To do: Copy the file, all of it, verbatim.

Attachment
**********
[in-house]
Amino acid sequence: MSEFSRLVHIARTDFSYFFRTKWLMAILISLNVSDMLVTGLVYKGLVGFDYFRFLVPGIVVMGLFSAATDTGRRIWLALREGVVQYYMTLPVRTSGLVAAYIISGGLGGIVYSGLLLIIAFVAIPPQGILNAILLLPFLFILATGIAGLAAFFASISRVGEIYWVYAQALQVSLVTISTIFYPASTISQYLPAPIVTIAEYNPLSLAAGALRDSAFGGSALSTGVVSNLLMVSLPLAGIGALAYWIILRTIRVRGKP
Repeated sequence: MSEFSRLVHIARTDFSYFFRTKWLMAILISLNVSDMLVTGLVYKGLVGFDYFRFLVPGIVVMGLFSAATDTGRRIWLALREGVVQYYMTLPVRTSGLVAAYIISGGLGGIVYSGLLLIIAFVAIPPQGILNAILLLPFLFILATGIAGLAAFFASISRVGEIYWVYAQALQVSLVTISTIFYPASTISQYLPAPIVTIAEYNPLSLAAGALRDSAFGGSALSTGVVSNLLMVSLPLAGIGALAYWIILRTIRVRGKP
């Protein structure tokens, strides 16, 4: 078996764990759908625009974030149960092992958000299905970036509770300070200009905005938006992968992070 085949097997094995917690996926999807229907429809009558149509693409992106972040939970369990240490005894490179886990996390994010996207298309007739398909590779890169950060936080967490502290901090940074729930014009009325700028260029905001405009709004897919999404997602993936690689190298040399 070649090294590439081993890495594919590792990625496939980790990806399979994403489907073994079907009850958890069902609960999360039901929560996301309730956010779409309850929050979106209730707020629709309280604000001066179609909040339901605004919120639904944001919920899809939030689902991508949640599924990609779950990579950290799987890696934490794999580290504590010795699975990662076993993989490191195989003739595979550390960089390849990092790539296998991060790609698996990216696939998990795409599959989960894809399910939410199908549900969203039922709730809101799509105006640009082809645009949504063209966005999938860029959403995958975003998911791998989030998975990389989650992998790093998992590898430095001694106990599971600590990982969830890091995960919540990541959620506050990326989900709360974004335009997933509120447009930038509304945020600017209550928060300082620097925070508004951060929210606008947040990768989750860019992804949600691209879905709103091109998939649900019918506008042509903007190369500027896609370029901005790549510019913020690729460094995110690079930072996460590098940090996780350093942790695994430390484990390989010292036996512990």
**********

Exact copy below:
[in-house]
Amino acid sequence: MSEFSRLVHIARTDFSYFFRTKWLMAILISLNVSDMLVTGLVYKGLVGFDYFRFLVPGIVVMGLFSAATDTGRRIWLALREGVVQYYMTLPVRTSGLVAAYIISGGLGGIVYSGLLLIIAFVAIPPQGILNAILLLPFLFILATGIAGLAAFFASISRVGEIYWVYAQALQVSLVTISTIFYPASTISQYLPAPIVTIAEYNPLSLAAGALRDSAFGGSALSTGVVSNLLMVSLPLAGIGALAYWIILRTIRVRGKP
Repeated sequence: MSEFSRLVHIARTDFSYFFRTKWLMAILISLNVSDMLVTGLVYKGLVGFDYFRFLVPGIVVMGLFSAATDTGRRIWLALREGVVQYYMTLPVRTSGLVAAYIISGGLGGIVYSGLLLIIAFVAIPPQGILNAILLLPFLFILATGIAGLAAFFASISRVGEIYWVYAQALQVSLVTISTIFYPASTISQYLPAPIVTIAEYNPLSLAAGALRDSAFGGSALSTGVVSNLLMVSLPLAGIGALAYWIILRTIRVRGKP
């Protein structure tokens, strides 16, 4: 078996764990759908625009974030149960092992958000299905970036509770300070200009905005938006992968992070 085949097997094995917690996926999807229907429809009558149509693409992106972040939970369990240490005894490179886990996390994010996207298309007739398909590779890169950060936080967490502290901090940074729930014009009325700028260029905001405009709004897919999404997602993936690689190298040399 070649090294590439081993890495594919590792990625496939980790990806399979994403489907073994079907009850958890069902609960999360039901929560996301309730956010779409309850929050979106209730707020629709309280604000001066179609909040339901605004919120639904944001919920899809939030689902991508949640599924990609779950990579950290799987890696934490794999580290504590010795699975990662076993993989490191195989003739595979550390960089390849990092790539296998991060790609698996990216696939998990795409599959989960894809399910939410199908549900969203039922709730809101799509105006640009082809645009949504063209966005999938860029959403995958975003998911791998989030998975990389989650992998790093998992590898430095001694106990599971600590990982969830890091995960919540990541959620506050990326989900709360974004335009997933509120447009930038509304945020600017209550928060300082620097925070508004951060929210606008947040990768989750860019992804949600691209879905709103091109998939649900019918506008042509903007190369500027896609370029901005790549510019913020690729460094995110690079930072996460590098940090996780350093942790695994430390484990390989010292036996512990």